Sunday, July 5, 2020

VIDEO: The 2020 Economic Crisis. Global Poverty, Unemployment and Despair

by Prof Michel Chossudovsky, Global Research:

We are living one of the most serious crises in modern history. 

According to Michel Chossudovsky, the coronavirus pandemic is used as a pretext and a justification to close down the global economy, as a means to resolving a public health concern.  

A complex decision-making process is instrumental in the closing down of national economies Worldwide. We are led to believe that the lockdown is the solution.

Politicians and health officials in more than 150 countries obey orders emanating from higher authority.

Massive Shifts Underway, Rental Market Reacts in Near-Real Time: Rents Plunge in San Francisco & Oil Patch, Drop in Expensive Cities. But Long List of Double-Digit Gainers

by Wolf Richter, Wolf Street:

Rents in San Francisco are still crazy-overpriced.

There are now at least three factors that have plowed into the US housing market – and the rental market is reacting in near-real time to them: The unicorn-startup bust that began last year and built up into a crescendo this year; the Pandemic-inspired move to work-from-home; and the oil-and-gas bust that took on special vigor this spring when crude oil prices totally collapsed.

What Do The Charts Now Say About Gold & Silver?

by Steve St. Angelo, SRSRocco Report:

What a difference in the gold and silver prices since yesterday, eh?  On the last day of trading in June, both gold and silver hit important technical levels.  Gold closed at $1,800, and silver closed at $18.64.  And, during early Asian trading, both metals were up nicely.

However, that all changed this morning when the ADP Employment numbers showed a remarkable rebound along with positive news release of another “hopeful” pandemic vaccine.  Thus, the stock markets turned around while the precious metals sold off—basically, business as usual.

What Went Wrong In 1971

by Jan Nieuwenhuijs, Voima Gold:

The last remnants of the gold standard were abandoned in August 1971, when President of the United States Richard Nixon decided to close the gold window (foreigners couldn’t redeem dollars for gold at the Treasury anymore). From 1945 until 1971, the U.S. dollar was backed by gold, and served as the world reserve currency under a system called Bretton Woods.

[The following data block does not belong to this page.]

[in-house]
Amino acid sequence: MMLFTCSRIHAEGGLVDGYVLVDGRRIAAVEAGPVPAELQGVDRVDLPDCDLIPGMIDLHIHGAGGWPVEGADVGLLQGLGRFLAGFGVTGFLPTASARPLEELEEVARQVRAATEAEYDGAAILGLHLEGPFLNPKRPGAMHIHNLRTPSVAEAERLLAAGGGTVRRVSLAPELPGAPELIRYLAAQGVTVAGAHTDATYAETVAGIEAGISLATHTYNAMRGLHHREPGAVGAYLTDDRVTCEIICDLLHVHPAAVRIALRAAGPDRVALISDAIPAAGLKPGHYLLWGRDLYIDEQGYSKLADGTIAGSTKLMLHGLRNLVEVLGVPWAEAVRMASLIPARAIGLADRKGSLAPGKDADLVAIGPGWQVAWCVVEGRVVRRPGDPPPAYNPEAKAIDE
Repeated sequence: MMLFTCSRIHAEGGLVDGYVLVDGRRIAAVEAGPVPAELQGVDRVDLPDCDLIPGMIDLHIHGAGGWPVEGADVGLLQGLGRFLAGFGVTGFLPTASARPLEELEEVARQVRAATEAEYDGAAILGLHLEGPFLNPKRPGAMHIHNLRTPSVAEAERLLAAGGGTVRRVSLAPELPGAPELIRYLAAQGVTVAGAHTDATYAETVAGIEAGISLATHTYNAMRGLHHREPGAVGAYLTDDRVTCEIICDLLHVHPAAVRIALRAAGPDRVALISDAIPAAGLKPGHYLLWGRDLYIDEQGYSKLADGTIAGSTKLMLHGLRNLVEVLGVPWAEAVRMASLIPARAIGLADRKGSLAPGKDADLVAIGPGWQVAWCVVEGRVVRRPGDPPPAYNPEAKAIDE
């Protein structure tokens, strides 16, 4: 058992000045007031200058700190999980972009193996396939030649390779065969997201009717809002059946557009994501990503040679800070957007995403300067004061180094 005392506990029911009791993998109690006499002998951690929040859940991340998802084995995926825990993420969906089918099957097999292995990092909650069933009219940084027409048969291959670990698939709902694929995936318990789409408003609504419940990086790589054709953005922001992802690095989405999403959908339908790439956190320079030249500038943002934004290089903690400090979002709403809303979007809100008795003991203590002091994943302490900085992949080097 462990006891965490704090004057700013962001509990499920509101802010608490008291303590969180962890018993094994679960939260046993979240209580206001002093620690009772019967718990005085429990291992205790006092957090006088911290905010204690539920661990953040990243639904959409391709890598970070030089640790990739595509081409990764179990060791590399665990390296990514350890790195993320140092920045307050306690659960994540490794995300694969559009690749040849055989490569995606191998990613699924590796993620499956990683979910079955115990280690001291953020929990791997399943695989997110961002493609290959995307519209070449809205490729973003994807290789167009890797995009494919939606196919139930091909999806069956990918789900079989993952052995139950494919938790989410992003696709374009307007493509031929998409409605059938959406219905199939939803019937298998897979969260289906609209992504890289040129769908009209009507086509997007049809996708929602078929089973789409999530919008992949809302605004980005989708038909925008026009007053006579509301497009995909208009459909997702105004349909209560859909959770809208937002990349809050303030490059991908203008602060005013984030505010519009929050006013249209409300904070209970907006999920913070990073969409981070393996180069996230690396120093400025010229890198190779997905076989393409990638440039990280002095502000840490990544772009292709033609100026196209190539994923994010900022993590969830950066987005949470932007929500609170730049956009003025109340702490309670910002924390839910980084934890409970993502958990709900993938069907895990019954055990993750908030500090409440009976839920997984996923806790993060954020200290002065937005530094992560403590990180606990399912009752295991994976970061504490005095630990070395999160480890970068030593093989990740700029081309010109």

The “Nixon Shock”—as the unilateral suspension of Bretton Woods is often referred to—brought about a sea of change in economies and societies around the world, because from that moment on all national currencies stopped having an anchor. Fiat currencies could be created boundlessly. To get an understanding of the changes since 1971, I decided to interview the gentlemen behind the website “WTF Happened in 1971?

Wouldn’t That Be Cool…

by John Rubino, Dollar Collapse:

Take a world that’s spinning out of control with debt, money creation and pretty much every other measure of financial danger flashing red.

Add the inevitable (given the above) precious metals bull market, with rising gold and silver taking the precious metals mining stocks – especially the little speculative ones – along for the ride.

Then toss in something new: a brokerage industry – led by trading apps like Robinhood – that has decided to make stock trading commission-free, leading millions of not-very-experienced investors to become trend-following day traders.

Central Banks Driving Gold

by Jim Rickards, Daily Reckoning:

Gold as an asset class is confusing to most investors. Even sophisticated investors are accustomed to hearing gold ridiculed as a “shiny rock” and hearing serious gold analysts mocked as “gold bugs,” “gold nuts” or worse.

As a gold analyst, I grew used to this a long time ago. But, it’s still disconcerting when one realizes the extent to which gold is simply not taken seriously or is treated as a mere commodity no different than soy beans or wheat.

The reasons for this disparaging approach to gold are not difficult to discern. Economic elites and academic economists control the central banks. The central banks control what we now consider “money” (dollars, euros, yen and other major currencies).